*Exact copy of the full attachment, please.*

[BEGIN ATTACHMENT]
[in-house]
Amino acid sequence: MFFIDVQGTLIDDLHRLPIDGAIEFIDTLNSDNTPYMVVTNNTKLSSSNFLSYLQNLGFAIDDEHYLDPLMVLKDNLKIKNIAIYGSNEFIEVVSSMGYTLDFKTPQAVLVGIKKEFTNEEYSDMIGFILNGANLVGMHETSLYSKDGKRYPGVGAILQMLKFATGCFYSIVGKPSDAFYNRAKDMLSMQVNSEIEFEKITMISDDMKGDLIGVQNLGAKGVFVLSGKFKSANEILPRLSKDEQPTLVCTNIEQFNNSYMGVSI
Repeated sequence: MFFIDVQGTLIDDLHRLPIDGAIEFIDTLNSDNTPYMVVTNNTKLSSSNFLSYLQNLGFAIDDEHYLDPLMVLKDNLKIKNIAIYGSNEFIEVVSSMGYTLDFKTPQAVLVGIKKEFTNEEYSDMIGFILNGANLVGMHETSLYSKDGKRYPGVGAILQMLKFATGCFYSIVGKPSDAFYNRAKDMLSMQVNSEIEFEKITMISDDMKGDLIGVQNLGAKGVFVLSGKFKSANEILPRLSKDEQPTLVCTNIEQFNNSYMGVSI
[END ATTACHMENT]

[in-house]
Amino acid sequence: MFFIDVQGTLIDDLHRLPIDGAIEFIDTLNSDNTPYMVVTNNTKLSSSNFLSYLQNLGFAIDDEHYLDPLMVLKDNLKIKNIAIYGSNEFIEVVSSMGYTLDFKTPQAVLVGIKKEFTNEEYSDMIGFILNGANLVGMHETSLYSKDGKRYPGVGAILQMLKFATGCFYSIVGKPSDAFYNRAKDMLSMQVNSEIEFEKITMISDDMKGDLIGVQNLGAKGVFVLSGKFKSANEILPRLSKDEQPTLVCTNIEQFNNSYMGVSI
Repeated sequence: MFFIDVQGTLIDDLHRLPIDGAIEFIDTLNSDNTPYMVVTNNTKLSSSNFLSYLQNLGFAIDDEHYLDPLMVLKDNLKIKNIAIYGSNEFIEVVSSMGYTLDFKTPQAVLVGIKKEFTNEEYSDMIGFILNGANLVGMHETSLYSKDGKRYPGVGAILQMLKFATGCFYSIVGKPSDAFYNRAKDMLSMQVNSEIEFEKITMISDDMKGDLIGVQNLGAKGVFVLSGKFKSANEILPRLSKDEQPTLVCTNIEQFNNSYMGVSI